Ketchikan Alaska is known for being Alaska’s “first city” and the salmon capital of the world. Located on the southernmost tip of Alaska, it is commonly the first stop for many cruise ships and the start to the famous “Inside Passage“. Ketchikan is a beautiful island town that is only accessible by plane or boat, just a quick 2 hour flight from Seattle. Read on for the best Ketchikan tours and the top 11 things to do.
The rugged and rural town comes to life during summers with incredible boat tours, salmon fishing, hiking, and more! Since Ketchikan is an island, many wildlife can be seen on land and in the surrounding ocean/ inlet.
From whales, seals and salmon, to black bears and bald eagles. You can purchase tours and experiences or enjoy the free things to do around the island.
I didn’t know much about Ketchikan until my sister moved there for a summer job working at the George Inlet Lodge. Alaska was always on the top of my bucket list for travel, so I planned a trip to visit her in June.
Before you make travel plans, be sure to check flights about 3-4 months in advance. Prices from Phoenix can be as low as $330 (fantastic prices for AZ to AK).
Ketchikan proved to be a great summer vacation spot and with the advice from locals, my sister, and lots of research, we put together our top 11 things to do in Ketchikan Alaska.
For a complete list of things to do in Ketchikan, check out the link here.
Best Ketchikan Tours & Top 11 Things to Do
(topics with an *= free options and $, $$= cost)
- Explore Creek Street*
- Salmon Fishing $$
- Kayak on the Inlet $
- Bear Watch at Herring Cove*
- Eat at the Alaska Fish House $
- Sunset Hike Above the Coast*
- Totem Poles*/$
- Great Alaskan Lumberjack Show $
- Crab Feast & Cruise at George Inlet Lodge $$
- Backcountry Jeep Safari $$
- Misty Fjords National Monument $$
1. Explore Creek Street
A great first stop in Ketchikan, Creek Street is a boardwalk of bright colored buildings over the famous Ketchikan Creek.
Ketchikan Creek is an ideal location for spawning salmon that migrate from the ocean late July through September. The Tlingit people settled the area and named the town “Ketchikan” or “thundering wings of an eagle”. Learn more about the town’s rich history and purchase unique gifts as you walk down the wooden path.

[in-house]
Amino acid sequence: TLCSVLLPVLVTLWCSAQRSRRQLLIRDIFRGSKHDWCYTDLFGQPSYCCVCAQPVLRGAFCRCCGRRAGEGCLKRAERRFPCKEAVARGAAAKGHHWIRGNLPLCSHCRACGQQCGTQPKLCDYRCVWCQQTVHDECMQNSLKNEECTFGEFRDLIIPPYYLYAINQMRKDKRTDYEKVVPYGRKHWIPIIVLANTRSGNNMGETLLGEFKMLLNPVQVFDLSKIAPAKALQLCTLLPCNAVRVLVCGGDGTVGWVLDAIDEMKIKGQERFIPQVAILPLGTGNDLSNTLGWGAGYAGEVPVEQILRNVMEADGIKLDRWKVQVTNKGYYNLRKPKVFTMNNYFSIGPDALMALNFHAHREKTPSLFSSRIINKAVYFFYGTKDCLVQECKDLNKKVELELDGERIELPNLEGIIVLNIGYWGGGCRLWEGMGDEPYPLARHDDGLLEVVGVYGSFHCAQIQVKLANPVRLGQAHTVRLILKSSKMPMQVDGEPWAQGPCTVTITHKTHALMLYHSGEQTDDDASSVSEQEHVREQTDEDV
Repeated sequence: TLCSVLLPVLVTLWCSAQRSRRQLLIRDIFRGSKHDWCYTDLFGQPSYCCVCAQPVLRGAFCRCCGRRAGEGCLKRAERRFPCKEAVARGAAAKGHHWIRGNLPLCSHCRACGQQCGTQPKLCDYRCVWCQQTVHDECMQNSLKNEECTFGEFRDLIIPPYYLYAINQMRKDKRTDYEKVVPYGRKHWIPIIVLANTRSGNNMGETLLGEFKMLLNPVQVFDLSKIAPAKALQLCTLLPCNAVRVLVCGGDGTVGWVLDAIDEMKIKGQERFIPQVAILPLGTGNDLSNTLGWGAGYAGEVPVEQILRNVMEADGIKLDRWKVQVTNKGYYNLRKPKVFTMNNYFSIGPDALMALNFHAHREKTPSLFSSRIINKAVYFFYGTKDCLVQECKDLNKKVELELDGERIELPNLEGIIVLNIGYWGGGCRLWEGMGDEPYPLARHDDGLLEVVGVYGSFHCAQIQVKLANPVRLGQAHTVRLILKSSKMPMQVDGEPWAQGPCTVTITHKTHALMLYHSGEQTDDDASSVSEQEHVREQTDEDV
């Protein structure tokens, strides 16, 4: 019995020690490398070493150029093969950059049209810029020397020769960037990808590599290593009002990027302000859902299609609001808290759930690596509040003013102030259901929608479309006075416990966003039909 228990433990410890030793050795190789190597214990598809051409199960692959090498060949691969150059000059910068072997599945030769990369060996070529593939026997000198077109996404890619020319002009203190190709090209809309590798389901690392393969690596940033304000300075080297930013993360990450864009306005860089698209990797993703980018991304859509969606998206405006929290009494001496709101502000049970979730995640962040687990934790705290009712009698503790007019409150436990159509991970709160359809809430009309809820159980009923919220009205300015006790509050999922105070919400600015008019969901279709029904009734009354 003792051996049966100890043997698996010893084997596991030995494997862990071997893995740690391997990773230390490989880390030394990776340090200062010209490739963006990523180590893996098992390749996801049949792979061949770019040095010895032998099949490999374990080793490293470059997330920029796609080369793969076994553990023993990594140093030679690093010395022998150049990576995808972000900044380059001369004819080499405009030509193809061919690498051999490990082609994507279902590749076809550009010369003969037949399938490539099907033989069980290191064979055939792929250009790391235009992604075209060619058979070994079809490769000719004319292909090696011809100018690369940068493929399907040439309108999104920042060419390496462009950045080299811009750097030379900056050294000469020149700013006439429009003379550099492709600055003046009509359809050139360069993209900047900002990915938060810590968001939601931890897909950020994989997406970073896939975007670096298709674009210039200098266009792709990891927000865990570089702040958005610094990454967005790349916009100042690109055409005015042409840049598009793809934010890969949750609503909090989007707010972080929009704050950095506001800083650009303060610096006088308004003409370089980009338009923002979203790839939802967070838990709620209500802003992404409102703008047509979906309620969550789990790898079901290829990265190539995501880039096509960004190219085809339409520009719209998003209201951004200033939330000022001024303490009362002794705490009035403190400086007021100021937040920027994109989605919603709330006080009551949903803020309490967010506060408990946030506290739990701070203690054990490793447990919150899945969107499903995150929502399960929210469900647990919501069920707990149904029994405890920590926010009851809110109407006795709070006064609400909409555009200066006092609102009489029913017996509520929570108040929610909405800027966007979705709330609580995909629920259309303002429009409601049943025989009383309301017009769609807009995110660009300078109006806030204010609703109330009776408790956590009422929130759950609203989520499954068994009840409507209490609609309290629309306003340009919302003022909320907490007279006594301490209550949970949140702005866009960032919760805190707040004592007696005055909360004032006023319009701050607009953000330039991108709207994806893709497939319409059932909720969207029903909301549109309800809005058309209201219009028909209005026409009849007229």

2. Salmon Fishing
Known for being the “Salmon Capital of the World”, there are many top notch Ketchikan tours & companies for fishing.
Clover Pass Resort and Silverking Lodge are great options for both guided fishing and solo fishing. They are located about 20 miles from downtown, and you can fish for King Salmon, Silver Salmon, Chum Salmon, Sockeye Salmon, Pink Salmon, Halibut, and Rockfish. While fishing, take a moment to look up in the trees, because you’re more than likely to spot a handful of Bald Eagles waiting for their own catch!
If charters aren’t your cup of tea, you can rent your own gear and fish from various beaches. Then you can watch experienced fishermen around you locate the schools of fish is truly amazing. But be sure to get your fishing license in town before going out on your own.
To learn more click here
3. Kayak on the Inlet
Kayaking across the inlet was by far one of my favorite things to do on the trip, and certainly a less expensive option to get out on the water. Because my sister worked at the lodge, we were able to use their kayaks. But there are many options for renting kayaks.
After you’ve rented a kayak, you can choose between going along the shore or braving the deeper ocean to cross the inlet. We ended up doing both and found ourselves kayaking for 2-3 hours. As a result, we saw lots of different creatures and got to see the entire width of the inlet.
Another great part about kayaking was finding huge colorful starfish ranging in pinks, oranges and purples along the rocks. As well as tons of little transparent jellifish! The day before we saw a humpback whale making its way through the inlet, and if you’re lucky you might also see sperm whales, orcas, or even a blue whale.